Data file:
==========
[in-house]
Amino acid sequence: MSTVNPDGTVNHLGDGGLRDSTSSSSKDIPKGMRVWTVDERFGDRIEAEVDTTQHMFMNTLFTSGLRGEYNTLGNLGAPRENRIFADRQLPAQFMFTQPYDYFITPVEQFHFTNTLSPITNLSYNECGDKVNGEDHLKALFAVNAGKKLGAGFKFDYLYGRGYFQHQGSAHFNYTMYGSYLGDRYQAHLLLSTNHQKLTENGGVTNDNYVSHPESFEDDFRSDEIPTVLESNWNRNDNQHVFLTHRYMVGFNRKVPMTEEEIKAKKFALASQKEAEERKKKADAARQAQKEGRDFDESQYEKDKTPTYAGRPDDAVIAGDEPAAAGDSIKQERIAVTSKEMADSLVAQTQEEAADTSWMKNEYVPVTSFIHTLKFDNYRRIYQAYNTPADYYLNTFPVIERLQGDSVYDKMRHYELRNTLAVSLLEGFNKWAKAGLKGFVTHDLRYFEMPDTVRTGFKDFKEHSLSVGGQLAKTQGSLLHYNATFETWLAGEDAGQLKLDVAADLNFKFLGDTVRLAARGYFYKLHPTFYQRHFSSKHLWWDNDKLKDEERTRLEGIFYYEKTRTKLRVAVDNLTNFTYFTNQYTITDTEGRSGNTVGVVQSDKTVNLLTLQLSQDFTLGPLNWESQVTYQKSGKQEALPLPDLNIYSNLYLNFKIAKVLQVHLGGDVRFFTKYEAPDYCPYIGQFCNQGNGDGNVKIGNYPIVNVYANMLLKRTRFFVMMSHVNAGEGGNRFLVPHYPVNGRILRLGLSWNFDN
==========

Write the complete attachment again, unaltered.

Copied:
[in-house]
Amino acid sequence: MSTVNPDGTVNHLGDGGLRDSTSSSSKDIPKGMRVWTVDERFGDRIEAEVDTTQHMFMNTLFTSGLRGEYNTLGNLGAPRENRIFADRQLPAQFMFTQPYDYFITPVEQFHFTNTLSPITNLSYNECGDKVNGEDHLKALFAVNAGKKLGAGFKFDYLYGRGYFQHQGSAHFNYTMYGSYLGDRYQAHLLLSTNHQKLTENGGVTNDNYVSHPESFEDDFRSDEIPTVLESNWNRNDNQHVFLTHRYMVGFNRKVPMTEEEIKAKKFALASQKEAEERKKKADAARQAQKEGRDFDESQYEKDKTPTYAGRPDDAVIAGDEPAAAGDSIKQERIAVTSKEMADSLVAQTQEEAADTSWMKNEYVPVTSFIHTLKFDNYRRIYQAYNTPADYYLNTFPVIERLQGDSVYDKMRHYELRNTLAVSLLEGFNKWAKAGLKGFVTHDLRYFEMPDTVRTGFKDFKEHSLSVGGQLAKTQGSLLHYNATFETWLAGEDAGQLKLDVAADLNFKFLGDTVRLAARGYFYKLHPTFYQRHFSSKHLWWDNDKLKDEERTRLEGIFYYEKTRTKLRVAVDNLTNFTYFTNQYTITDTEGRSGNTVGVVQSDKTVNLLTLQLSQDFTLGPLNWESQVTYQKSGKQEALPLPDLNIYSNLYLNFKIAKVLQVHLGGDVRFFTKYEAPDYCPYIGQFCNQGNGDGNVKIGNYPIVNVYANMLLKRTRFFVMMSHVNAGEGGNRFLVPHYPVNGRILRLGLSWNFDN